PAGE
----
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Trust me, I'm (nearly) a doctor - Looking into Omega-3 deficiency


Here is a blog post from our PhD student, Jamie Pugh. Jamie is involved in the BBC TV series, Trust Me, I'm a Doctor and is looking into omega-3 deficiency. Please read below:

As well as the research that I am currently carrying out, looking at whether probiotics can help with digestion during intense exercise, I have also been part of a number of studies over the last 12 months or so. Being fortunate enough to work at one of the top Sport and Exercise departments in the UK. I am privileged to be surrounded by world class research everyday and even luckier to sometimes be involved; be it as a helping hand collecting data, or sometimes even being a participant myself (even going to the extent of having muscle biopsies taken in the name of science).


omega-3 deficiency



One such opportunity saw me take on an even bigger role. When I was asked to help organise data collection for the BBC tv series, Trust Me, I'm a Doctor. As part of the series, we were asked to help find out if you could correct omega-3 deficiencies through food, supplements, or both, and if one was better than the other. If you are not sure about the benefits of omega-3, take a look at the Top 5 Benefits with Dr Nigel Plummer.



To do this, we first needed to find some people deficient in omega-3. This involved taking blood samples from around 80 people, and analysing the red blood cells. From these, we could see, of all the fatty acids in them, how much, as a percentage, were the omega-3 fatty acids. Those who have below 4%, have been said to have a relatively higher risk for cardiovascular disease. Between 4-8% puts you at ‘Moderate Risk’, whereas an omega-3 Index of 8% or above means you’re at ‘Low Risk’. From the 80 people we screened, more than 60 were found to have an omega-3 index of below 6, many being below 4. This should not come as too much of a surprise. The main source of omega-3 is oily fish, something which is not commonly consumed today - the government recommendation is at least one portion of oily fish per week.

The Study

Once we’d done these tests, we divided the participants into 3 groups and asked each group to follow a specific diet:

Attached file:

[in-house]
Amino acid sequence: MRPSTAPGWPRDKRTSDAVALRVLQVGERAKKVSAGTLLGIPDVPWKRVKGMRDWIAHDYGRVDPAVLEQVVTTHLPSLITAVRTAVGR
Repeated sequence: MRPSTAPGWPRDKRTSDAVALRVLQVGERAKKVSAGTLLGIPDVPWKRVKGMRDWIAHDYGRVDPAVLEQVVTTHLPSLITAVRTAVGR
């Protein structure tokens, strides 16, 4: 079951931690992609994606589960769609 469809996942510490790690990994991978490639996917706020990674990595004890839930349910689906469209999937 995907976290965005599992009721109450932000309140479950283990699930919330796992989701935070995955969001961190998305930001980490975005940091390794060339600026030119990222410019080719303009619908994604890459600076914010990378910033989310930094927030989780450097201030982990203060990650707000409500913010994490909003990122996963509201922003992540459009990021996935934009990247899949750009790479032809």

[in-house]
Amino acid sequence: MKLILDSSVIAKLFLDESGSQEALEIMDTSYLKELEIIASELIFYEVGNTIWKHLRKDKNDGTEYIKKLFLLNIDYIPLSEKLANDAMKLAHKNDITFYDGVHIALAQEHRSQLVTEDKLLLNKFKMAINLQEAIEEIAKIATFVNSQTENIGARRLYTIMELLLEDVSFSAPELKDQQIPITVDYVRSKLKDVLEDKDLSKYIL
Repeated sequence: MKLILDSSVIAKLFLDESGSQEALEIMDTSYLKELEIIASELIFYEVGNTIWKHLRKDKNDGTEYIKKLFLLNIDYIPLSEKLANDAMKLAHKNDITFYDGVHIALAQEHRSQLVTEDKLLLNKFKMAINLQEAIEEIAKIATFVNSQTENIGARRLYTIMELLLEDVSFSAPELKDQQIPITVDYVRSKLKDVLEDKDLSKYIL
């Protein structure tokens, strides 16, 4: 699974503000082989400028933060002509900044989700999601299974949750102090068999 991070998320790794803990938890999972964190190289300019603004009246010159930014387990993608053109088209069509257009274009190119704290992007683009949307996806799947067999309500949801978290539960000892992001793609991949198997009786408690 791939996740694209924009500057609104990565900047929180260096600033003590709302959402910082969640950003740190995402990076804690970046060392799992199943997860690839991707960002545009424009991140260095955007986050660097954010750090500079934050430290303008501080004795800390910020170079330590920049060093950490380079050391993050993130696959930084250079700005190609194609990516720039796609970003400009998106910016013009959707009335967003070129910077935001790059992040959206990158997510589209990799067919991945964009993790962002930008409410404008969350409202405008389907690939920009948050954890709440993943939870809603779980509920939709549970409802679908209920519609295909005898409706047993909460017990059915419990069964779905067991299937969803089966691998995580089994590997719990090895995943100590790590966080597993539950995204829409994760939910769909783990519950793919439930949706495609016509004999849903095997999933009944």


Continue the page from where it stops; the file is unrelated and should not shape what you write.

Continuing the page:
• Group 1 would eat oily fish
  • Group 2 would consume an omega-3 supplement
  • Group 3 was our control – or placebo group

However, because we didn’t want our volunteers to know where their omega-3 was coming from. So we asked each group to do something else regularly:

  • Group 1 would be asked to take a daily capsule; which was nothing more than a placebo pill
  • Group 2 were asked to eat non-oily white fish twice a week, which has low levels of omega-3
  • Group 3 would eat white fish and a placebo pill; so they were getting little to no omega-3

This way, each volunteer was eating fish twice a week, and taking a daily capsule; but none of them knew which group they were in, or what the other groups were getting.


trust-me-i'm-a-doctor-omega-3-deficiencyWhat happened by the end of the trial? Well, around 8 weeks later, we retested all of the participants for the same omega-3 index marker. You can see the results in the graph. Both the oily fish group and the supplement group saw significant increases, with many of these getting close to 8%.

What does it mean?


First of all, if you are not already consuming oily fish regularly, you have a good chance have having a low omega-3 index. More than 80% of the people we tested fell into this category.


Secondly, the good news is that there is an easy fix. Either, start adding oily fish into your diet - mackerel, salmon, fresh tuna etc. Or, start to include a daily supplement of omega-3. Our results showed that as little as 8 weeks was all it took to see significant increases. However - these changes will only be maintained for as long as you are consuming oily fish or omega-3 supplements.